Dark Mofo Part 2 – Painting the Town Red

It’s not just large public buildings and infrastructure that are lit up to celebrate Dark Mofo in Hobart (see my pics of the Tasman Bridge from an earlier post). Hotels and homes are also glowing crimson through the long winter nights, showing the way as normally diurnal humans venture out into the darkness in search of adventure.

The Tasmanian Museum and Art Gallery, which is hosting a major exhibition as part of Dark Mofo, mixed it up a bit, with a cool blue glow, and some technicolour treatments on its sixties-era stairwell on Argyle Street.

Tasmanian Museum and Art Gallery side entrance
Tasmanian Museum and Art Gallery Argyle Street stairwell
Here’s that stairwell from the inside
Tasmanian Museum and Art Gallery administration entrance

A group of young artists has taken over the pedestrian tunnels leading to Hobart’s Railway Roundabout for an art happening called ‘Neither Here nor There’.

Art happening at the Railway Roundabout

The Marine Board tower has had a rocket put under it.

Hobart’s Port Tower during Dark Mofo

Even the No Visbible Means humble abode has a warm interior glow.

The No Visible Means humble abode

In Hampden Road, the Narryna Museum was lit up, but not in red. It was showing off a display of bonnets representing female convicts transported to the colony in the first half of the nineteenth century, part of a long term project by artist Christina Henri.

Bonnets outside Narryna

The Hotel Grand Chancellor had a pulsing heart-beat lighting up the many floors of its atrium, visible from across the waterfront, while the white crystal glow of the Glasshouse at Brooke Street Pier contrasted the redness emanating from Salamanca and Princess Wharf 1, home of the Winter Feast.

Hotel Grand Chancellor from Elizabeth Pier
The Glasshouse
A sailing vessel at Elizabeth Street Pier gets its Dark Mofo vibe on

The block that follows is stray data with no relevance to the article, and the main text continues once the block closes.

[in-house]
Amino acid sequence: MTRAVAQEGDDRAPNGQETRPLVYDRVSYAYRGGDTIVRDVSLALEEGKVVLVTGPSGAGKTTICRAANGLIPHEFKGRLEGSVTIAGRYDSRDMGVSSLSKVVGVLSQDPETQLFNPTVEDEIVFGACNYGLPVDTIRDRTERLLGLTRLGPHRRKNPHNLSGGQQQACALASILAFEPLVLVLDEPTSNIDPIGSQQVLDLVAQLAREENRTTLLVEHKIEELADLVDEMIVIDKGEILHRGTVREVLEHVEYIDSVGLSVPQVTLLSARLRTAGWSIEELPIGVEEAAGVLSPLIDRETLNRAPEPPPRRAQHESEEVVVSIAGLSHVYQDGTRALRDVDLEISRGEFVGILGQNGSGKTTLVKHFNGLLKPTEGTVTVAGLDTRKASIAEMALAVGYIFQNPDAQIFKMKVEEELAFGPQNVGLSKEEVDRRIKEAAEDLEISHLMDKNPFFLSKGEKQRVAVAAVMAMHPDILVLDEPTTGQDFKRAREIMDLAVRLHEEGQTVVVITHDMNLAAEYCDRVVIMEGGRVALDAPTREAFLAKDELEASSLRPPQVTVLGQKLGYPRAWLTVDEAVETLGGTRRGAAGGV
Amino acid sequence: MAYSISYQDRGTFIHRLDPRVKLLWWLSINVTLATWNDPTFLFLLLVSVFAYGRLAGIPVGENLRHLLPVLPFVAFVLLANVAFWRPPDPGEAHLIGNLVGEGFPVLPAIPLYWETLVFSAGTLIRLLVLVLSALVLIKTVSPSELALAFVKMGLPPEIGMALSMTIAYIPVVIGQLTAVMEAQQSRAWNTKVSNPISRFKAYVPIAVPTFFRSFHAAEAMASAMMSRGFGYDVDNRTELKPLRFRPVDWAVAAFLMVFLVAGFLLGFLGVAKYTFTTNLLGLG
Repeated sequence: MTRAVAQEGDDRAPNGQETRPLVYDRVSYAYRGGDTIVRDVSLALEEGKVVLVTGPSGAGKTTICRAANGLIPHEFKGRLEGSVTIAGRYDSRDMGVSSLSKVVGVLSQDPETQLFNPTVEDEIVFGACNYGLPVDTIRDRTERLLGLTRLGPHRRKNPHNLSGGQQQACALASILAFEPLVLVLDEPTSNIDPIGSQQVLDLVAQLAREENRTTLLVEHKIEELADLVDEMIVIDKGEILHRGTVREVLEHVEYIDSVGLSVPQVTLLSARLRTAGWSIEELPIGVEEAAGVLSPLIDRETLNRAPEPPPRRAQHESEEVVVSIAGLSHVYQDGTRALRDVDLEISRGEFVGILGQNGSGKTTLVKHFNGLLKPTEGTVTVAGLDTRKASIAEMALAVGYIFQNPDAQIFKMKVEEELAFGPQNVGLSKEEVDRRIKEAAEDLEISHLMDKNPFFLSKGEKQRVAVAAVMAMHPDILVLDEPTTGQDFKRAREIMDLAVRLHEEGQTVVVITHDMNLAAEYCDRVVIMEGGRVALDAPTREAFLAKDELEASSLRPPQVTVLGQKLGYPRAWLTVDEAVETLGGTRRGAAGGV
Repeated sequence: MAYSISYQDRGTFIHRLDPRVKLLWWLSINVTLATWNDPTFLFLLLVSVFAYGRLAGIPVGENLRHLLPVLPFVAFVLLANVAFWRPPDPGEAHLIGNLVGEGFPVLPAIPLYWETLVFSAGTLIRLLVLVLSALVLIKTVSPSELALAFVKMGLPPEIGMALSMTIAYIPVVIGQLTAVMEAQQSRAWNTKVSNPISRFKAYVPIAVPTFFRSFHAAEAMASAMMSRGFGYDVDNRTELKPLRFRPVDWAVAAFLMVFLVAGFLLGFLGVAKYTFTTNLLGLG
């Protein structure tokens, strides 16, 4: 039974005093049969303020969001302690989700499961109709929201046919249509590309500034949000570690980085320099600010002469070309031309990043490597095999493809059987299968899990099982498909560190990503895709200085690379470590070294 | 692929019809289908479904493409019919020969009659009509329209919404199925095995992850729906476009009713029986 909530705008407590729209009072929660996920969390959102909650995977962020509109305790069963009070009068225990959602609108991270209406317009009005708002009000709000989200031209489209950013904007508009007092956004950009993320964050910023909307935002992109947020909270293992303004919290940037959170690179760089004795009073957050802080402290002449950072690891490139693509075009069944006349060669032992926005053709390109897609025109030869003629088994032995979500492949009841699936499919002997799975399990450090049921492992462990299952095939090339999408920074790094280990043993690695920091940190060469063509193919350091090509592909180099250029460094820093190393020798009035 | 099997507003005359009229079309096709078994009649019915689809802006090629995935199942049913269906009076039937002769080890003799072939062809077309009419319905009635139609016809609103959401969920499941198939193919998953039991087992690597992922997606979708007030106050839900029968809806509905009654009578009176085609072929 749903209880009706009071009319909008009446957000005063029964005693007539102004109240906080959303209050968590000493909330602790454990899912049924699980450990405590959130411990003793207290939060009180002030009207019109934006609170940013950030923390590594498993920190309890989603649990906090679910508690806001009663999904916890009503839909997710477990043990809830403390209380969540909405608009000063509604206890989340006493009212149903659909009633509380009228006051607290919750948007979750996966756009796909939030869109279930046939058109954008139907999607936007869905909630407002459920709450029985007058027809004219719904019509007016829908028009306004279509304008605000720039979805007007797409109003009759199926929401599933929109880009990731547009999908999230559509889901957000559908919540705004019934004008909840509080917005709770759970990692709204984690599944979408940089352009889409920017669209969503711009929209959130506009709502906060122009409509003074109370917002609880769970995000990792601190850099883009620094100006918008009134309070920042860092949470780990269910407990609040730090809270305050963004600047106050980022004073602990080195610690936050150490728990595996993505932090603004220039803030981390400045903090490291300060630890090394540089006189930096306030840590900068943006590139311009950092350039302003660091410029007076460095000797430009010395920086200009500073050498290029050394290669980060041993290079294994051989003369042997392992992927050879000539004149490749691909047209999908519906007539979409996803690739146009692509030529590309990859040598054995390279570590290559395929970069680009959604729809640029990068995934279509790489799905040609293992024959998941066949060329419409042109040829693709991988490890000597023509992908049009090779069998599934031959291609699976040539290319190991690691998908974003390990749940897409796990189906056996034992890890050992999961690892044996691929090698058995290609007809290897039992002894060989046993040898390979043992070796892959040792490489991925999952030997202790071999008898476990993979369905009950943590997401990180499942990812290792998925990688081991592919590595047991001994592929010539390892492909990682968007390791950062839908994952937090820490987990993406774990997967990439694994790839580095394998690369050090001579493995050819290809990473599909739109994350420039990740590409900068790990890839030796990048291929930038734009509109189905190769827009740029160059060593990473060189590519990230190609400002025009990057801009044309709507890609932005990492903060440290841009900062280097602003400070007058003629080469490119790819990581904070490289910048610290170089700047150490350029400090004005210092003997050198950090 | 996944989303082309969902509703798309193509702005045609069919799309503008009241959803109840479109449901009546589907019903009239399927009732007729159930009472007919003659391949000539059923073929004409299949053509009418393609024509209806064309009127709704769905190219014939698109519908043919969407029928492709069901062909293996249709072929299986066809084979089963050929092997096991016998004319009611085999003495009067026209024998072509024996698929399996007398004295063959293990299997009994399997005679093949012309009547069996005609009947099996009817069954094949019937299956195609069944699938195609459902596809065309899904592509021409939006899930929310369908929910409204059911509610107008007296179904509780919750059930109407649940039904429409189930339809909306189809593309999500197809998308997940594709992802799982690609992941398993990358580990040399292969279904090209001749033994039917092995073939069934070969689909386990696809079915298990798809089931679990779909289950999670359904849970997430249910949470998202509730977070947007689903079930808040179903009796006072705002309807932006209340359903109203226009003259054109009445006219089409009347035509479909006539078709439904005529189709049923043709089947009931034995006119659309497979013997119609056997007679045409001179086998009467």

All around town, bronze busts of the great and the good have been given a facelift by being shinkwrapped in bright pink plastic. Especially striking is the statue of colonial Governor of Van Diemen’s Land and Arctic explorer Sir John Franklin; the fountain on which he sits has just been refurbished and was lit up in rainbow colours in memory of the victims of the Orlando massacre.

Rainbow fountain at Franklin Square, with plastic-wrapped statue of Sir John

The highlight of the second week of Dark Mofo is the Winter Feast, the cool season counterpart to Summer’s Taste of Tasmania. The island’s leading caterers descend on Princes Wharf No1 and the adjacent areas adjoining Salamanca Place attracting gourmands for five nights of feasting.



One Comment Add yours

  1. Tasmanian traveller – Bellerive Tasmania Australia – Through travel, I have experienced the eccentricities of people and their environments around the world. At the same time, I love where I live. So, for people who cannot travel to discover the wonders of my home town, this blog is an attempt to introduce its exoticness. My goal was to walk along both sides of Hobart's Derwent River from the mouth to New Norfolk, and to walk on one or alternating sides of the River between New Norfolk and the source of the River at the southern end of Lake St Clair. The walk was undertaken in stages around my other commitments of my life. Almost all stages of the walk connected with Tasmanian public transport - my intentions was to inspire people, who do not have access to a vehicle, to feel they can replicate the walks. This blog reports on each stage in the hope it will encourage people to either follow in my steps or to create their own walking project where-ever they live. Please note: The blog background and headliner image of 'Hobart from Mt Wellington' is the work of Tourism Tasmania and Garry Moore. It is a free image with unrestricted copyright and available from http://www.tassietrade.com.au/visual_library
    Tasmanian traveller says:

    You saw most of those I saw (the reddening lights in Winter Feast and on the Tasman Bridge are two extras) and quite a few more that I haven’t yet noticed. This is such an exciting time of the year – visually.

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